In his new book on the fall of the Soviet Union, Ryszard Kapuscinski describes a visit he took to Armenia in 1990 to report on the worst of the many conflicts that erupted as the empire crumbled. The USSR was still officially one country, but Armenia and Azerbaijan were unofficially at war over the mountain enclave of Nagorno-Karabakh, which is inhabited largely by Armenians. The Soviets were attempting unsuccessfully to suppress the bitter guerrilla fighting there. Among other things, they were trying to keep inquisitive foreign journalists like Kapuscinski out of the besieged territory, which lies entirely within Azerbaijan, and can be reached from Armenia only by air.
The Soviets are in control of the airports at both ends. How can Kapuscinski get there? Armenian friends come up with a solution: he will pretend to be an Aeroflot pilot. They dress him up in an Aeroflot uniform and with the collaboration of the plane’s real pilots (who are Armenians), they get him to Nagorno-Karabakh.
With his cool wit, Kapuscinski makes the most of this story. First, at the airport in Armenia, crowds of exasperated passengers who’ve been waiting there for days take him for a real pilot, and surround him. The crooked airport officials then muscle their way toward him, alarmed that this unfamiliar pilot is trying to cut himself in on their racket of extorting bribes from passengers. Kapuscinski silently follows the commands the Armenians whisper in his ear as they smuggle him into the cockpit, then past the tight security of the Nagorno-Karabakh airport, and through the many roadblocks manned by KGB troops: “Sit down at the controls, and put on the headphones.” “Get out and immediately walk straight ahead.” “Push your way through the crowd.” “Get into the back seat of that car.” “Lie down and pretend to be dead drunk.”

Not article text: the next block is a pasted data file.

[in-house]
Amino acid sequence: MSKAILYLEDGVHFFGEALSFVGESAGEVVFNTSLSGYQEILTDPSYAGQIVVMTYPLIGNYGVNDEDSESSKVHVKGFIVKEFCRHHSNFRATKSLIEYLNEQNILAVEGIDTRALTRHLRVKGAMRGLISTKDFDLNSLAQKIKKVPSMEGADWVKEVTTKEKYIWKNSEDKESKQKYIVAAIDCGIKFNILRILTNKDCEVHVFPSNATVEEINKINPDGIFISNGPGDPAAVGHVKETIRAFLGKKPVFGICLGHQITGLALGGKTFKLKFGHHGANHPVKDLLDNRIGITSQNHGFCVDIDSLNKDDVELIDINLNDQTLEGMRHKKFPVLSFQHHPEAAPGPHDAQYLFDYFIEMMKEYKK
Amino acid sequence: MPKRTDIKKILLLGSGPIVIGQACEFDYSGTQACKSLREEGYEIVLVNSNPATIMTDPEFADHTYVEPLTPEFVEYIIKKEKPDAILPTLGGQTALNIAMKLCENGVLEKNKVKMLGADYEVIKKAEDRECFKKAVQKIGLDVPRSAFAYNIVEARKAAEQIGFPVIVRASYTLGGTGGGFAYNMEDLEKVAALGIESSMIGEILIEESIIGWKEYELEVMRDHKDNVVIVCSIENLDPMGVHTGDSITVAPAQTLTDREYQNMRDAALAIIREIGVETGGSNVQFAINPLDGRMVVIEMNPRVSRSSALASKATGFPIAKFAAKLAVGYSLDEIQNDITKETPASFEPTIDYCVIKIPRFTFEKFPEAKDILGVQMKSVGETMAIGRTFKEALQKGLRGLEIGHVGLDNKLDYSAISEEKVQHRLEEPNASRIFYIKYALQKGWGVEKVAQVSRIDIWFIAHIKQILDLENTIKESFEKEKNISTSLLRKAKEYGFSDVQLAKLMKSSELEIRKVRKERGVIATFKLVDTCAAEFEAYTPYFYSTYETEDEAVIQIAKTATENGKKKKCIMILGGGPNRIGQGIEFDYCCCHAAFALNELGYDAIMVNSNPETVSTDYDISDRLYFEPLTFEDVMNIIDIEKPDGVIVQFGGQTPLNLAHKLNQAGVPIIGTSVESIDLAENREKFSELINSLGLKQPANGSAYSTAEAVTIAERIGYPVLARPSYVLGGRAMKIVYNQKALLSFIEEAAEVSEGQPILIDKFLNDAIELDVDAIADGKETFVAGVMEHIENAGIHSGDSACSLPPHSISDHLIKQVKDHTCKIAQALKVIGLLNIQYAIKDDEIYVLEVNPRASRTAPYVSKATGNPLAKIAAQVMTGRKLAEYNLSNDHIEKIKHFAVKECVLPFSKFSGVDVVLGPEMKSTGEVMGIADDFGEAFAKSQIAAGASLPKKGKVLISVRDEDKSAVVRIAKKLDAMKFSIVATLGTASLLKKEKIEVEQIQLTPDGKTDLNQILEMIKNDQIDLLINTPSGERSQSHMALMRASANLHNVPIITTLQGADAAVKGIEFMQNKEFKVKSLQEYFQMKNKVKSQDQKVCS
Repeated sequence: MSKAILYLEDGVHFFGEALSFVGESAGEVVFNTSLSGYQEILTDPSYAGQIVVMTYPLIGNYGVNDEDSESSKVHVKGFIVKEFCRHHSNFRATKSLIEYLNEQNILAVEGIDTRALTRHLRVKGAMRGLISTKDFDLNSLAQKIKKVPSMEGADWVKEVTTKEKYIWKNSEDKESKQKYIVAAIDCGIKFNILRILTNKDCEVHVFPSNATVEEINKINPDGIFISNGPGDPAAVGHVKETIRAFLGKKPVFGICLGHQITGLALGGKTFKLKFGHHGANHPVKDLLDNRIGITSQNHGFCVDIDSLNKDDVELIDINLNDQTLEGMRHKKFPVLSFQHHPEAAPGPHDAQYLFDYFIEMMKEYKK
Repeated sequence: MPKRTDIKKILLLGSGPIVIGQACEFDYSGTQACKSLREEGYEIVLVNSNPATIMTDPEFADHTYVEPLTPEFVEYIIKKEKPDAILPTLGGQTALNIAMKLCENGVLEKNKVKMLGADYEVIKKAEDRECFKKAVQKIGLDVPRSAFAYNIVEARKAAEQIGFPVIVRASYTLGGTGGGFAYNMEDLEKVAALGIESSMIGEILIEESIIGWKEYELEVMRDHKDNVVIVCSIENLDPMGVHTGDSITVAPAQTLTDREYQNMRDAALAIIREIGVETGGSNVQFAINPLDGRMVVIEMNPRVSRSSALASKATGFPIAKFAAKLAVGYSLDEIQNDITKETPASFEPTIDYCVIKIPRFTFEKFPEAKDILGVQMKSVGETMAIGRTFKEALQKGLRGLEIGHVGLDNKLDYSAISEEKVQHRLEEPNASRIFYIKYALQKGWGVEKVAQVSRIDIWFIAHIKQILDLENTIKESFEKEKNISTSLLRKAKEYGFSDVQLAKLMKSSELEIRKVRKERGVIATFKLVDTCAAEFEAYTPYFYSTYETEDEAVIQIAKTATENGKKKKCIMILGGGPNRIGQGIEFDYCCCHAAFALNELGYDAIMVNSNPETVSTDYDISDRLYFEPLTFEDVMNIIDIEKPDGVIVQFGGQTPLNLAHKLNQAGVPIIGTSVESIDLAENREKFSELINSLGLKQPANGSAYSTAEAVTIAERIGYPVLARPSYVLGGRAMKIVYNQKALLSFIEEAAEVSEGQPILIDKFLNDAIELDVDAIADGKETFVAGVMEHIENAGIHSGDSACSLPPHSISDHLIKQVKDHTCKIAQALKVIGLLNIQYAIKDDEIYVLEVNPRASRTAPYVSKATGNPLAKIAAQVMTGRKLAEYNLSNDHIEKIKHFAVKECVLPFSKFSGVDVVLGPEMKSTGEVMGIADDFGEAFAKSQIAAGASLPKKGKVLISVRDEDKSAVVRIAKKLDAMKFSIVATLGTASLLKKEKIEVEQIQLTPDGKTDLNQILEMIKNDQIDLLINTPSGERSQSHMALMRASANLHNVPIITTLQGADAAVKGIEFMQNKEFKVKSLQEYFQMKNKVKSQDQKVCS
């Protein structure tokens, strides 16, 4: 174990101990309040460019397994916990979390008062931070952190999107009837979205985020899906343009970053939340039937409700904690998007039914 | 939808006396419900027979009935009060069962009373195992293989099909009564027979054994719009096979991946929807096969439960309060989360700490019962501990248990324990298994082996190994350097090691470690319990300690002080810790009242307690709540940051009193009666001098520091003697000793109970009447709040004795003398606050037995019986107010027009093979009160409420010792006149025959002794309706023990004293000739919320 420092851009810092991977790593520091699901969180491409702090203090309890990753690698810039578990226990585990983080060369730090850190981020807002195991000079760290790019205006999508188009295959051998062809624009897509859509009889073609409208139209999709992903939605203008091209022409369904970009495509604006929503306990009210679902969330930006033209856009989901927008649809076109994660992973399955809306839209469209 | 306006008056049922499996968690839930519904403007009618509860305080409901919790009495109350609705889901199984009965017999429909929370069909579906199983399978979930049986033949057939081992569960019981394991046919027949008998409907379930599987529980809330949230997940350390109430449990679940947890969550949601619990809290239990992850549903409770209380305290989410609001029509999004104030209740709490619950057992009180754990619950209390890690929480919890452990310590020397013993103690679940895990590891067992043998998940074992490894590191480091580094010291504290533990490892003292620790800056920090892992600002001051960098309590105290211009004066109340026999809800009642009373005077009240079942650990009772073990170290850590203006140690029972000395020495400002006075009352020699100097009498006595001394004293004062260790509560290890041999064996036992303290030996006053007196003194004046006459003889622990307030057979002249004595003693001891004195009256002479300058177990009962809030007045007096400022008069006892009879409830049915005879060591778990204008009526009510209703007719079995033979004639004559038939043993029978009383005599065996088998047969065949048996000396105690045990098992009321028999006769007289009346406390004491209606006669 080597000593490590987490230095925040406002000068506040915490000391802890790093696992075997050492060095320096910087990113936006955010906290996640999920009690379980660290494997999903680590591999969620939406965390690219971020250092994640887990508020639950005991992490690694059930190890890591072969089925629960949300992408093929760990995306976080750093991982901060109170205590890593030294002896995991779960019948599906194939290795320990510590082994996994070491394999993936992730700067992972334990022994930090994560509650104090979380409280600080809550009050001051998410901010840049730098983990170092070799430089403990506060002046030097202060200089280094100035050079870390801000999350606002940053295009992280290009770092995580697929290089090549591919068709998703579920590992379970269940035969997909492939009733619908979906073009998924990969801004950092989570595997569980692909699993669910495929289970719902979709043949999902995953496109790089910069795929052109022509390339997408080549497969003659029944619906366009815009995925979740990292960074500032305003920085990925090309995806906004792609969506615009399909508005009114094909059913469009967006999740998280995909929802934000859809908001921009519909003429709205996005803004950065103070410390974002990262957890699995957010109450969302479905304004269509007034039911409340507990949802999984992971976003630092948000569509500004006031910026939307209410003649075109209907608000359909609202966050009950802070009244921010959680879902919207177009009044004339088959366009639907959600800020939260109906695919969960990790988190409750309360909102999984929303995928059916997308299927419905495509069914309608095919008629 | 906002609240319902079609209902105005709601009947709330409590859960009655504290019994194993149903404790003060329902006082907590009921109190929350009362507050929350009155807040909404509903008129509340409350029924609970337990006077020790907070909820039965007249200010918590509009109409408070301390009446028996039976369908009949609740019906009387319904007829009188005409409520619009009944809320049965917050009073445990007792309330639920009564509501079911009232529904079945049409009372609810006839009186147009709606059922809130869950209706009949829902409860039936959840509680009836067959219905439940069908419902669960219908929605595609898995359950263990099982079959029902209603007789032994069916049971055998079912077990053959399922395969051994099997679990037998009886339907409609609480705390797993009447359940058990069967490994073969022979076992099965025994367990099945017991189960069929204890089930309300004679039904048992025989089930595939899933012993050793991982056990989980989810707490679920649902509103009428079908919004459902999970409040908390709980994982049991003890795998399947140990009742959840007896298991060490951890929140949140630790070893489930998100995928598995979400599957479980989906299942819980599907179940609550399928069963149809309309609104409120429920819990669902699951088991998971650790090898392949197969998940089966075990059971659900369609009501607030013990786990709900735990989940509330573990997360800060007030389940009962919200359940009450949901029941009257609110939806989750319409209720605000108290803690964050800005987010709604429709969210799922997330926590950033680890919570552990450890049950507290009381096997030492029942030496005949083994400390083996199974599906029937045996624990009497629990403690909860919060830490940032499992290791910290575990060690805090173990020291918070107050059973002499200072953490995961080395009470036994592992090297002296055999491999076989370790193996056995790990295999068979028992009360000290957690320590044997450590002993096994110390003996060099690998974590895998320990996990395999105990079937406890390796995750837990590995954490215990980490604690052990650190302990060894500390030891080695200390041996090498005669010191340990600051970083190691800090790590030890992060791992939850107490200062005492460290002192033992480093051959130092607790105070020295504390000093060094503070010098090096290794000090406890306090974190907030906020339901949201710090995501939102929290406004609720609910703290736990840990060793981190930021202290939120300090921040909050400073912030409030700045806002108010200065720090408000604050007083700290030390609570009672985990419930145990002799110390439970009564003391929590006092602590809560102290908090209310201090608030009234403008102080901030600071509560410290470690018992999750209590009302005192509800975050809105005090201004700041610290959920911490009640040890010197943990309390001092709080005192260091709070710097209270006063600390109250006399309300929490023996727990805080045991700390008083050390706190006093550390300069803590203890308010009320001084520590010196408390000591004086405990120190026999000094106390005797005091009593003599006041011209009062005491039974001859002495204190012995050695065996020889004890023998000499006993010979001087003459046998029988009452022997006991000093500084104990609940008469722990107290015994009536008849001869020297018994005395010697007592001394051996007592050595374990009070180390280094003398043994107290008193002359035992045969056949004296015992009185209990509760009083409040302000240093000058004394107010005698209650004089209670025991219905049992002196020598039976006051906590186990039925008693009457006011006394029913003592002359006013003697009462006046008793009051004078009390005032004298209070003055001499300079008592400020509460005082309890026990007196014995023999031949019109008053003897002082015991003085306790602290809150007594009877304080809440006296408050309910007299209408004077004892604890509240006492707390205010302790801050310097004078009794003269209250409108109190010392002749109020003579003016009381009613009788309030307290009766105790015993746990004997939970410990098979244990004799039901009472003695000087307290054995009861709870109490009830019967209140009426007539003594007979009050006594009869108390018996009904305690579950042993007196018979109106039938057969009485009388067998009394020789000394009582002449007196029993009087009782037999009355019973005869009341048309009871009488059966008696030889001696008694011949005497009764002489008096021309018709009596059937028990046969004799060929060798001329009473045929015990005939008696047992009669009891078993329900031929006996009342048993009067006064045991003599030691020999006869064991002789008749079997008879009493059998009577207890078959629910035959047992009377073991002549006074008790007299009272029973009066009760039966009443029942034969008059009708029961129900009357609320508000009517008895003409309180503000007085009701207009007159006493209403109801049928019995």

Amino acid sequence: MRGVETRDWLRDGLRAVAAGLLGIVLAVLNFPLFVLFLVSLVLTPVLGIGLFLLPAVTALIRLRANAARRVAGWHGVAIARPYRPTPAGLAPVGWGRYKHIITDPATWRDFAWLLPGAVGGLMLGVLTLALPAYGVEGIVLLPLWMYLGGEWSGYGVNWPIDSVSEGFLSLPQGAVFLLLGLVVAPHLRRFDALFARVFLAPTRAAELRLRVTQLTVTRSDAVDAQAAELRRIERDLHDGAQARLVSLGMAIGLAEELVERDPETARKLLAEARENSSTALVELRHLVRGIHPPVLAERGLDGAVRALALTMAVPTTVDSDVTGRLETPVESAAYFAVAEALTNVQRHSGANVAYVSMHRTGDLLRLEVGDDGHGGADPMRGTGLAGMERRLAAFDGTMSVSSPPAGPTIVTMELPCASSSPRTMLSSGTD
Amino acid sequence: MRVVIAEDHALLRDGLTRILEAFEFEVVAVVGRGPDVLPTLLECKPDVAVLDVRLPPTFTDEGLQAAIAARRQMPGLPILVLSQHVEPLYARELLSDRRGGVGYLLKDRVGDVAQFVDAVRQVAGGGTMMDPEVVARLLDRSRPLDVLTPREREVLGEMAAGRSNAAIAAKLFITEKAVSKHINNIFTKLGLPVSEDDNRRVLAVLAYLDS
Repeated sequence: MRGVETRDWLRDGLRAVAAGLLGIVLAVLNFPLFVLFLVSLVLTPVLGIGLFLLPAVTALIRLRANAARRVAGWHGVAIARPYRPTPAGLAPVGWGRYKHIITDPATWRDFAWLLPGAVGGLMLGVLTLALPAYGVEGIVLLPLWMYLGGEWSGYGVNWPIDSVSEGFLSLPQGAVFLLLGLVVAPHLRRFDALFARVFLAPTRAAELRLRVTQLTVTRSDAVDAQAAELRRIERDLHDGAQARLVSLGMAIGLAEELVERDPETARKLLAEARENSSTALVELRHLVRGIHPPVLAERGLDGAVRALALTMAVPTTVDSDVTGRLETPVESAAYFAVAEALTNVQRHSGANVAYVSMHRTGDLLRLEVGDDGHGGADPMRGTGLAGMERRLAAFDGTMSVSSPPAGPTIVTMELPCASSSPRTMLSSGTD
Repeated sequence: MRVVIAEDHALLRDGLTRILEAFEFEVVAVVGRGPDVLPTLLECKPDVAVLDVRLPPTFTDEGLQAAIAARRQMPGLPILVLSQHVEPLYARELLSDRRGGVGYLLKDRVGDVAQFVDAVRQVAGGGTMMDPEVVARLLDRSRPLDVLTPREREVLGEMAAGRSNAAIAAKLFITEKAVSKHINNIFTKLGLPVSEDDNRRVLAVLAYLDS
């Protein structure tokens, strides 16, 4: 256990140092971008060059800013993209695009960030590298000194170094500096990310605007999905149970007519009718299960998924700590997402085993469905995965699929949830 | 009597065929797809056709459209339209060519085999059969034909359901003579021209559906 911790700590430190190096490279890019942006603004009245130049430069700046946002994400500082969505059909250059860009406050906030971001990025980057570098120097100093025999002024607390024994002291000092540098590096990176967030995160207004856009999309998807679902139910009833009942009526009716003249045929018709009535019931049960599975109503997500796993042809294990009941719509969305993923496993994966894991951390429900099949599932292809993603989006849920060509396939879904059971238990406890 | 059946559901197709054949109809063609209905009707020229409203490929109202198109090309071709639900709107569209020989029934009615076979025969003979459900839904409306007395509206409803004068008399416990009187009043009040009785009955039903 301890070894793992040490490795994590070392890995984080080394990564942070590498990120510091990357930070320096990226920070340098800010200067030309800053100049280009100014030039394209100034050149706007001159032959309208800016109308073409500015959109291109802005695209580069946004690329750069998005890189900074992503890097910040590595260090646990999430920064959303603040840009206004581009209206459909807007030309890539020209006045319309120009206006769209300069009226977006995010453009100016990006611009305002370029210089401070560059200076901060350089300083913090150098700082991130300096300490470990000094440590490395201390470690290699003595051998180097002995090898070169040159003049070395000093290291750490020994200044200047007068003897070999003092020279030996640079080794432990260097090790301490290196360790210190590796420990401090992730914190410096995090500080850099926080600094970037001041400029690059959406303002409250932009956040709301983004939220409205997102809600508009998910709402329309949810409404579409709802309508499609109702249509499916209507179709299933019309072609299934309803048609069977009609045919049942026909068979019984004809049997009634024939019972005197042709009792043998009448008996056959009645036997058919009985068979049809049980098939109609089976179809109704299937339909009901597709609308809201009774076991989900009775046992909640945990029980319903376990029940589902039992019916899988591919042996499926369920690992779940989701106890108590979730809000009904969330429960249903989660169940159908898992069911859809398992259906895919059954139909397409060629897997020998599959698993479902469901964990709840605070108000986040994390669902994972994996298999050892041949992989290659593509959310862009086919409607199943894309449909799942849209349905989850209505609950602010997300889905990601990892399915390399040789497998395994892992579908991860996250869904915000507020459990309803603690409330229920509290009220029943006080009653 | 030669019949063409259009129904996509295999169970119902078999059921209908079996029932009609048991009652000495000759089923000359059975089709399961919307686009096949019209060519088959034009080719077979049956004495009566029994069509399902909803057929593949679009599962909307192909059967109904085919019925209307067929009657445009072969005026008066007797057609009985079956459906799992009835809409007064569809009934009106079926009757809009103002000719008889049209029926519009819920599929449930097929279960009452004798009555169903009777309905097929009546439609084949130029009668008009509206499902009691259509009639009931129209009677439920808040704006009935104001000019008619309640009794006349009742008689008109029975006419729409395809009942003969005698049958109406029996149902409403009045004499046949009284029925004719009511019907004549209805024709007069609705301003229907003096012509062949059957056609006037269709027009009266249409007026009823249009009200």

The disguise works. Kapuscinski gets to see Nagorno-Karabakh. But what his Armenian hosts never realize is that his role as a journalist is also a disguise—and one that also works. The Chicago Tribune calls Kapuscinski the “reporter’s reporter…the best in the business.” Corriere della Sera calls him “the greatest living war correspondent.” But if a reporter means someone who accurately presents facts normally thought important (“The President’s press secretary announced today that…”), Kapuscinski is anything but one. He takes few notes. His dispatches from odd corners of the world often ignore the main political events. If the work of contemporary Latin American novelists, sprinkled with trees that move and birds that talk, is magic realism, Kapuscinski, a Pole, has created a kind of magic journalism.
This was clear from The Emperor, his first book to be translated into English, about the fall of Haile Selassie.1 Soon after the Emperor was deposed, Kapuscinski went to Ethiopia and interviewed members of the former ruling circle. In the book they speak in long monologues, and are identified only by initials. Can it be that there really was a Minister of the Pen? A keeper of the third door?…
This is exclusive content for subscribers only.
Try two months of unlimited access to The New York Review for just $1 a month.
Continue reading this article, and thousands more from our complete 55+ year archive, for the low introductory rate of just $1 a month.